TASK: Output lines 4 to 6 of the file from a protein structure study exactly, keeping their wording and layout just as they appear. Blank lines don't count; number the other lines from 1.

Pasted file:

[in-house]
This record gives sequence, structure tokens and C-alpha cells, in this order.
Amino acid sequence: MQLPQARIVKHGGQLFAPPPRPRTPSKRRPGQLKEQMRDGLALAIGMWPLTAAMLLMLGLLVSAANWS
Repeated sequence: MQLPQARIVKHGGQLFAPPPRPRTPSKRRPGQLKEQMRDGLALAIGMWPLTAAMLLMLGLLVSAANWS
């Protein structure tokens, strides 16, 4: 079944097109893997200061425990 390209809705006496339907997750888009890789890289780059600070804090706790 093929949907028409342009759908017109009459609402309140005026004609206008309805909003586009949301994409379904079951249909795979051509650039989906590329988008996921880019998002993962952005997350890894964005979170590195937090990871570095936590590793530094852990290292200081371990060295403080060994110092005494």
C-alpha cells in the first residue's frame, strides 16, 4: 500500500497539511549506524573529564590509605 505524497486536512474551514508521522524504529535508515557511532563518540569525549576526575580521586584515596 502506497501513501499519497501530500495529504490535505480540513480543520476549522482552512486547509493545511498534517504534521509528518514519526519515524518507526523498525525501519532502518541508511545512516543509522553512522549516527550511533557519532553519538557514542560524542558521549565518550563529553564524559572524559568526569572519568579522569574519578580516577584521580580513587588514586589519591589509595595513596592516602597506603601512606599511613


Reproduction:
Repeated sequence: MQLPQARIVKHGGQLFAPPPRPRTPSKRRPGQLKEQMRDGLALAIGMWPLTAAMLLMLGLLVSAANWS
């Protein structure tokens, strides 16, 4: 079944097109893997200061425990 390209809705006496339907997750888009890789890289780059600070804090706790 093929949907028409342009759908017109009459609402309140005026004609206008309805909003586009949301994409379904079951249909795979051509650039989906590329988008996921880019998002993962952005997350890894964005979170590195937090990871570095936590590793530094852990290292200081371990060295403080060994110092005494």
C-alpha cells in the first residue's frame, strides 16, 4: 500500500497539511549506524573529564590509605 505524497486536512474551514508521522524504529535508515557511532563518540569525549576526575580521586584515596 502506497501513501499519497501530500495529504490535505480540513480543520476549522482552512486547509493545511498534517504534521509528518514519526519515524518507526523498525525501519532502518541508511545512516543509522553512522549516527550511533557519532553519538557514542560524542558521549565518550563529553564524559572524559568526569572519568579522569574519578580516577584521580580513587588514586589519591589509595595513596592516602597506603601512606599511613